It is  clearly a very personal project, which is the film’s greatest strength charting the search by a pair of South African music fanatics, with their enthusiasm self evident as they discuss the impact of Rodriguez on their youth in the political climate of Apartheid, and the soundtrack is obviously full of the artists recordings which provide a wonderful rhythm to proceedings. It is worth noting that  the less you know about how the documentary unfurls the better, as it accentuates the enjoyment that little bit further, so I won’t reveal any more details, suffice to say it is a very heartfelt story that is knitted together so well by Benjelloul who ran his funds to the limit, requiring the use of his mobile phone camera for a spell to help complete the project.

Grizzly Man ( 2005 ): It’s a return to human-animal relationships here, with Werner Herzog’s documentary on the life of Timothy Treadwell – a man who has a clear love / obsession with Grizzly bears. The film meshes interviews with those who knew Treadwell with footage that Treadwell himself had taken whilst out filming the bears in the wild. What starts out as an innocent profile of a man with a very keen interest becomes a complex study of his personality entirely. It is clear that Treadwell fancies himself as an educator for children, of promoting an affection for animals in nature, he even believes strongly in the ability to form close bonds with the animals themselves – and these claims and the man himself are examined chiefly through his own words and images themselves. The footage he takes of the animals is clearly very impressive, he gets remarkably close up to the bears – and other animals whose paths he crosses – and is suggestive of a man who has found his calling, yet the portrait develops into an altogether more complicated image.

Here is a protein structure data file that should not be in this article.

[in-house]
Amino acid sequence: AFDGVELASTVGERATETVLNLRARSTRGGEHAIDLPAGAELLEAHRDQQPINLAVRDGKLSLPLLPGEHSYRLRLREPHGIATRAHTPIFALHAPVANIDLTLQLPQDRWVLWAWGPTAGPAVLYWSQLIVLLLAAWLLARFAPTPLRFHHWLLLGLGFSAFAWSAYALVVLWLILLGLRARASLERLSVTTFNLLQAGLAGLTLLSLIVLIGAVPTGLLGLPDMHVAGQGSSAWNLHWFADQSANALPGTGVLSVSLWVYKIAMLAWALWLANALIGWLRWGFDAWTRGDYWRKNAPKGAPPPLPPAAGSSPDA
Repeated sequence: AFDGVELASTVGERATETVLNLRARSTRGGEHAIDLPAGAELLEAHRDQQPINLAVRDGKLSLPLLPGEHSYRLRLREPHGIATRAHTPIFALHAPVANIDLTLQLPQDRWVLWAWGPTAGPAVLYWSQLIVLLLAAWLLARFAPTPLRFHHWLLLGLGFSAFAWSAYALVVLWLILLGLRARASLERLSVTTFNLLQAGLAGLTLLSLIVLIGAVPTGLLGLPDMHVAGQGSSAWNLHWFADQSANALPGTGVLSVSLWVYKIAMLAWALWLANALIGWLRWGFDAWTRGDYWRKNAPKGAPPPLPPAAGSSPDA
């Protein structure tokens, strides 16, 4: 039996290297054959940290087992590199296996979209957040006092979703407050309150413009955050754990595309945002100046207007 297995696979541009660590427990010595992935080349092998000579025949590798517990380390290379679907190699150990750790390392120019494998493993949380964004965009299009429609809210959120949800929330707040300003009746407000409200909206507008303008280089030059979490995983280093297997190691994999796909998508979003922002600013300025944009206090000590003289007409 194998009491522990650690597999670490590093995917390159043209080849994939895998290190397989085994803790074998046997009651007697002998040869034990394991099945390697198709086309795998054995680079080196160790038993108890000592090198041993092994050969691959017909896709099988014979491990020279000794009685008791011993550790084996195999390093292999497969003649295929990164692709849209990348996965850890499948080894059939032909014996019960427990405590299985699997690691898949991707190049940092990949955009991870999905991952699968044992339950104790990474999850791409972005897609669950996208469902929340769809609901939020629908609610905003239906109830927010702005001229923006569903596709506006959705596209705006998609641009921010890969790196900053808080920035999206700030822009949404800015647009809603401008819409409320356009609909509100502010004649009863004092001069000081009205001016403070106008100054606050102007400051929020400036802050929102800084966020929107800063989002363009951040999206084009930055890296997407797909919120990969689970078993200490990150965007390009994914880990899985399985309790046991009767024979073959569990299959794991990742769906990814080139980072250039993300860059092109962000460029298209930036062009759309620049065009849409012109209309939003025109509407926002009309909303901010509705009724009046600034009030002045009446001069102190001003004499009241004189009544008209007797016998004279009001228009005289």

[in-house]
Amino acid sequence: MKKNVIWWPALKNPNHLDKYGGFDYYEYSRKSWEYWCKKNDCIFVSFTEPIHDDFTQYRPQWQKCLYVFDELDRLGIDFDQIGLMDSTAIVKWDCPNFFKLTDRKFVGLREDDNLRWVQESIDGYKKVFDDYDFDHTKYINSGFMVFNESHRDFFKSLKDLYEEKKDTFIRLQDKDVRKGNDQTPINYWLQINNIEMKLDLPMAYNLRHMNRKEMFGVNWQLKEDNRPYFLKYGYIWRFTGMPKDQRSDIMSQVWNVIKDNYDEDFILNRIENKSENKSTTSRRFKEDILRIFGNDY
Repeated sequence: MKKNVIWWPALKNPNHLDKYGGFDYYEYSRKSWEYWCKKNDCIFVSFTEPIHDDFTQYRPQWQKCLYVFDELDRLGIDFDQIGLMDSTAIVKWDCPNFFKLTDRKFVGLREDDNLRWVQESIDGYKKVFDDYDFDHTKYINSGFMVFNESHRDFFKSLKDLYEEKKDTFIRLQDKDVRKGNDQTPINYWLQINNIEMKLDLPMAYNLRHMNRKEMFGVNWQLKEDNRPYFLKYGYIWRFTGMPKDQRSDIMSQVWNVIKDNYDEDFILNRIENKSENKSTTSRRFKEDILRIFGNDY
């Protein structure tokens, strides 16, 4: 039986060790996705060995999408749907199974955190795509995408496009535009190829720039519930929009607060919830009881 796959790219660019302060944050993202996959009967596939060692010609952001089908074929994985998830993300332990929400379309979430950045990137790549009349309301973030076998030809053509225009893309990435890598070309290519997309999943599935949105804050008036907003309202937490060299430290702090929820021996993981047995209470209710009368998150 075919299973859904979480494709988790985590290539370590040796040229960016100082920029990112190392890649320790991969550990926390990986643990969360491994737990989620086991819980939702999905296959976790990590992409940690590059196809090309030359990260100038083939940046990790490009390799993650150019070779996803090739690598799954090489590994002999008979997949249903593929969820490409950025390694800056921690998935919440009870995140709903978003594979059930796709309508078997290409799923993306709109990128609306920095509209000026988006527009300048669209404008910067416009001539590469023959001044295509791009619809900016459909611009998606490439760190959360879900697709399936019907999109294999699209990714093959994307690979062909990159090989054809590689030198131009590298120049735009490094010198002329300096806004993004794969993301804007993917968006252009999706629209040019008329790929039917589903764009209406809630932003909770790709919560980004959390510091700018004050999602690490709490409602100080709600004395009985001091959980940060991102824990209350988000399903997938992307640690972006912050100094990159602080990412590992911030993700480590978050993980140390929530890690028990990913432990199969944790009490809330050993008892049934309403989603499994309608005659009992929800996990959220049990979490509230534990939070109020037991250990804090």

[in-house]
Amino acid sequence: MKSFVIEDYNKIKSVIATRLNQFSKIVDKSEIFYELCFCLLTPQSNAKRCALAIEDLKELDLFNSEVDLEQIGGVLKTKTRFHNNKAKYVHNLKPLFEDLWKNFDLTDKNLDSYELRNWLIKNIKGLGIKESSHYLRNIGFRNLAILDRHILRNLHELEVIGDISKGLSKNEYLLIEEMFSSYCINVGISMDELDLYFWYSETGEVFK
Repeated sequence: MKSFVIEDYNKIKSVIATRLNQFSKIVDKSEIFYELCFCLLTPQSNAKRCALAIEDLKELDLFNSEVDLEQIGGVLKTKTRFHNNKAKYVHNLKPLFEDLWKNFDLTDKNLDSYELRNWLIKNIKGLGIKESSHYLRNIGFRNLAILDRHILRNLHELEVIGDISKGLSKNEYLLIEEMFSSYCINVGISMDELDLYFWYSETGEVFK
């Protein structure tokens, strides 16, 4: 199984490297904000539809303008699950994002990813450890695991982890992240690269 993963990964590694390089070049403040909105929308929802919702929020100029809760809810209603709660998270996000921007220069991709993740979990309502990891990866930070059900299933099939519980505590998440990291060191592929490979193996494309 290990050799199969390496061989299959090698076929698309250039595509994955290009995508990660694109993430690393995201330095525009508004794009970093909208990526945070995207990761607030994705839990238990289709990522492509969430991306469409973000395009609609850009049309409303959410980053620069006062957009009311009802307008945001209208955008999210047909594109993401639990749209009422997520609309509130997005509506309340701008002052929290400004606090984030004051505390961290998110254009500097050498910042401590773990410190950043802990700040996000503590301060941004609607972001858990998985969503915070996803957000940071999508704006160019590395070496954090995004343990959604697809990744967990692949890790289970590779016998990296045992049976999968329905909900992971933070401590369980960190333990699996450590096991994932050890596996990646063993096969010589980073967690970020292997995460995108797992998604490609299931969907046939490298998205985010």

It is an extraordinary watch, and Herzog has had to go through many hours worth of reel to weave together a profile of the man, of what he – Herzog – believes he can conclude from this tale of obsession. It is an identity that is inevitably partially rooted in how Treadwell’s youth shaped him – interviews with family members suggest he had his struggles – whilst Werner as narrator vocally provides his own impressions too – but it is possibly the confessional nature of Treadwell’s own lens that often prove most revealing of a personality that becomes ever more disturbing and odd the more we see.  The nature of attention and a certain sort of fame he begins to attract, evidently takes hold in his psyche, and affects his own perception of his relationship with the animals.

That there is a tragic conclusion to the tale becomes inevitable after his repeat journeys year on year; he invites a friend up to join him one particularly fateful summer when food shortages have left the bears hungrier and bolder, leading to an unsurprising fatal attack.  We have the coroner marking the final moments of Treadwell in bizarrely detached fashion, whilst the sight of Herzog himself listening to the final moments of Treadwell – the recording equipment was on – heightens the impact further especially when Herzog then immediately warns anyone not to listen to the tape for their own good.

As is the norm with anything Herzog does, there is no set polemical judgement available but rather a profoundly complex distillation of a certain kind of life that reflects the many lights of a human spirit across its broad spectrum, and it leaves you fundamentally engaged and entranced in its encapsulation ( in my view ) of the limits of man’s relationship with nature.